I have had a lot of rubbish Indian food. Let’s not remember Moti in Roppongi.
There are a lot of places highly rated that I have found utterly underwhelming: Rasoi in Meguro and Dhaba in Kyobashi to name but two. SITAARA Aoyama was so bland and boring it was absolute joke, although they served possibly the nicest mango lassi I’ve ever had. Be thankful for small mercies.
However, a friend insisted I tried Kaccharu Baccharu (カッチャルバッチャル).
“I also look at the rankings on Tabelog,” she told me. “Forget about a score of over 3.5, I always try the restaurants ranked number 1.” Continue reading
I stumbled across this tiny little place whilst heading to a trial karate class. There is nothing more satisfying than tucking into something very tasty after exercise. And since there aren’t any seats, we had a picnic in the fresh air – all good for the health, no? Continue reading
Exploring Tokyo – Tenso Suwa Shrine
It can be easy to get into a routine and move through the city in the same pattern throughout the weeks. I find that I normally plan to go to a place to eat – head straight there, and then leave.
This means that I don’t explore as much as I should, take the time to wander the streets and see what I find. It also means that every time I meet someone it tends to be for eating. Although I naturally love this, sometimes I feel like I should include a few more activities in my life…. Continue reading
Sanpotei Tokyo Lab / 三宝亭東京ラボ
Japanese food has boomed in the West over the past few years. Not just ramen, but all kinds of stylish “Japanese” places are popping up, with polished wooden surfaces and all fanfare of fusion dishes.
Although I’m all for experimentation, I’m naturally a little sceptical when self-professed Japanese food lovers claim that going to one of these trendy joints is evidence!
“Places like this don’t actually exist in Japan,” I say, trying my hardest to tiptoe round being overtly sanctimonious. “And, no, Hirata buns, are a Western take on Taiwanese street food, and no, they have nothing to do with Japan.”
But having visited Sanpotei Tokyo Lab, I can now offer up a different response. There is at least one trendy place doing experimental food in Japan. And, naturally, it does it better! Continue reading
This weekend was what is known as a “sanrenkyu” in Japan, or in other words, a three-day holiday. Although the Japanese have by law 10 days paid holiday per year for just 6 months of service, increasing thereafter to 20 days, due to the extreme work culture – which, incidentally is one of the least efficient worldwide – long-suffering workers only take an average of 9 days a year.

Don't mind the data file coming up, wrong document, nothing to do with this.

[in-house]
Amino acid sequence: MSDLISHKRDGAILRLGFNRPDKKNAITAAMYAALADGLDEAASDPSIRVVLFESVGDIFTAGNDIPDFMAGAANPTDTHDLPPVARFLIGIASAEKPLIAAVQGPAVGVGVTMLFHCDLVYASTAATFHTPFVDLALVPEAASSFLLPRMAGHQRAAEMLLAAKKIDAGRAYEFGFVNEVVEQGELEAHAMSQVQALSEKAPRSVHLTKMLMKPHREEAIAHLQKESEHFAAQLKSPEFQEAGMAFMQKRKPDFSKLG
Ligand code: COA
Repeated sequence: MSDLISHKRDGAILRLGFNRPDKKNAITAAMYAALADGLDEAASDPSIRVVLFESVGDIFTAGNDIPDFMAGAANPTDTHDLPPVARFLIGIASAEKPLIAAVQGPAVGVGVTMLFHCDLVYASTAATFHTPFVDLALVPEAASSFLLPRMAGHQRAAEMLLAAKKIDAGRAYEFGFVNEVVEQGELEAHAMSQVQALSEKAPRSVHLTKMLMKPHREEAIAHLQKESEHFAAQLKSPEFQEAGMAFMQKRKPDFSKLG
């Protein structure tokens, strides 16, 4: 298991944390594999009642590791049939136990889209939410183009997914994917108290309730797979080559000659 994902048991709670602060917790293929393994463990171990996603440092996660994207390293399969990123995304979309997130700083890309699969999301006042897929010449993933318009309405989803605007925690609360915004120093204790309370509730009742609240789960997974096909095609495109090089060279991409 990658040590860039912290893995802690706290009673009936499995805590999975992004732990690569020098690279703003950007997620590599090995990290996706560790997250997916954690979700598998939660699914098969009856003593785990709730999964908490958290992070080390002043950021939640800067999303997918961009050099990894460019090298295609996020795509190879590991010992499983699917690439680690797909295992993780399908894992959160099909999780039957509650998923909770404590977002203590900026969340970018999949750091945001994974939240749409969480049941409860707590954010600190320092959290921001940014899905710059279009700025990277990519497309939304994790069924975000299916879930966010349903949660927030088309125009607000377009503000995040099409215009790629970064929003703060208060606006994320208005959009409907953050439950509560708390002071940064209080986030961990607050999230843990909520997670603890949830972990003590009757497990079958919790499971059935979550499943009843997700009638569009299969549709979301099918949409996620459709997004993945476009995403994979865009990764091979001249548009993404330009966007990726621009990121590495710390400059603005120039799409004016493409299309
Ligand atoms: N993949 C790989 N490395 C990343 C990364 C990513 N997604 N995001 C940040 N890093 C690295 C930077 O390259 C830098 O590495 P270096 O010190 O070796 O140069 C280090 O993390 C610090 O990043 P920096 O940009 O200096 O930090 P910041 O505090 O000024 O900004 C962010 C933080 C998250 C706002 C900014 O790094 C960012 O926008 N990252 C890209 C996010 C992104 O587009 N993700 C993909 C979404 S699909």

This gives national holidays a particular significance as everyone can legitimately take a bit of break. Which means that every hotel in a popular can area will be literally fully booked.
Which means it is normally a terrible idea to try and book last minute.
Which is something I always seem to end up doing. Continue reading
Cōng yóubǐng / spring onion oil pancake
Would I write a blog post dedicated to an oil pancake, a simple street food snack? Why yes, yes I would. To me, this is what is being a foodie is all about.
There’s been a backlash against the term “foodie”. The argument is that it has lost it’s meaning … and in a way, it has. That’s because it’s drowning in meanings. It can be someone who knows a lot about food, someone who enjoys their food, or someone who really appreciates high quality food and is probably/possibly slightly snobbish.
I would class myself as planting both feet and an elbow(?) in all three categories. Junk food is definitely out, but I’m flexible when it comes to the health benefits (or not) of different food.
So, no, my street food does not have to cost £9.50 and be soaked in truffle oil (London, I’m looking at you!). Continue reading
Yong He Dou Jiang Da Wang / Yong He Soy Milk King / 永和豆浆大王
I know I may have written that I want to be Italian, but there is one other country I would happily claim some culture from – and that’s Taiwan. It all began with a fantastically fun trip to Taipei back in 2012, which was then followed by encountering someone who would become one my closest friends – and even get me into trouble for laughing too loudly. And that someone happens to be Taiwanese. We would joke that we were twins separated at birth. Except when I fervently photographed my food – at those times, she would sigh and say, “Why are you more Asian than me?!”
But if there were another a reason that I should be Taiwanese, it’s the fact that they take breakfast very seriously. There is a culture of crowding round street vendors or restaurants with street seating, buying all kinds of freshly fried and steamed treats. The news that I can stuff my face for under 80元 (~260 yen) whilst sitting on the street surrounded by all the sights and smells of breakfasting was a clear signal that Taiwan is a place where my stomach belongs. At least, in the mornings. Continue reading